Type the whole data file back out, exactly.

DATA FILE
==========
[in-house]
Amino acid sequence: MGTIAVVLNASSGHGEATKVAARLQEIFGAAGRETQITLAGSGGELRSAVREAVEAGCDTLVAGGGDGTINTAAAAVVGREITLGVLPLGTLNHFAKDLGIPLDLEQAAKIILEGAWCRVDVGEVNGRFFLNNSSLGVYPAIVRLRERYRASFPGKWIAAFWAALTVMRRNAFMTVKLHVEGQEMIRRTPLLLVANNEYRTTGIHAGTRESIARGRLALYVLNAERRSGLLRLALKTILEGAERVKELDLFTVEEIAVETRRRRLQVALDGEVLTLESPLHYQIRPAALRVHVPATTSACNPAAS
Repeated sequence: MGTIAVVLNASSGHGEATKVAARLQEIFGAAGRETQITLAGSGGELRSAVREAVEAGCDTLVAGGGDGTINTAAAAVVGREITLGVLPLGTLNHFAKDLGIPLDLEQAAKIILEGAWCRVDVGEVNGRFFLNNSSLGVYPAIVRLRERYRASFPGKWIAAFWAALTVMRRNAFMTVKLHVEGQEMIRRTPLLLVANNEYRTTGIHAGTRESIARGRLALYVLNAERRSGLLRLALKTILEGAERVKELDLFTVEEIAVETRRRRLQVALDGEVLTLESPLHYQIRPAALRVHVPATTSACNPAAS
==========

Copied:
[in-house]
Amino acid sequence: MGTIAVVLNASSGHGEATKVAARLQEIFGAAGRETQITLAGSGGELRSAVREAVEAGCDTLVAGGGDGTINTAAAAVVGREITLGVLPLGTLNHFAKDLGIPLDLEQAAKIILEGAWCRVDVGEVNGRFFLNNSSLGVYPAIVRLRERYRASFPGKWIAAFWAALTVMRRNAFMTVKLHVEGQEMIRRTPLLLVANNEYRTTGIHAGTRESIARGRLALYVLNAERRSGLLRLALKTILEGAERVKELDLFTVEEIAVETRRRRLQVALDGEVLTLESPLHYQIRPAALRVHVPATTSACNPAAS
Repeated sequence: MGTIAVVLNASSGHGEATKVAARLQEIFGAAGRETQITLAGSGGELRSAVREAVEAGCDTLVAGGGDGTINTAAAAVVGREITLGVLPLGTLNHFAKDLGIPLDLEQAAKIILEGAWCRVDVGEVNGRFFLNNSSLGVYPAIVRLRERYRASFPGKWIAAFWAALTVMRRNAFMTVKLHVEGQEMIRRTPLLLVANNEYRTTGIHAGTRESIARGRLALYVLNAERRSGLLRLALKTILEGAERVKELDLFTVEEIAVETRRRRLQVALDGEVLTLESPLHYQIRPAALRVHVPATTSACNPAAS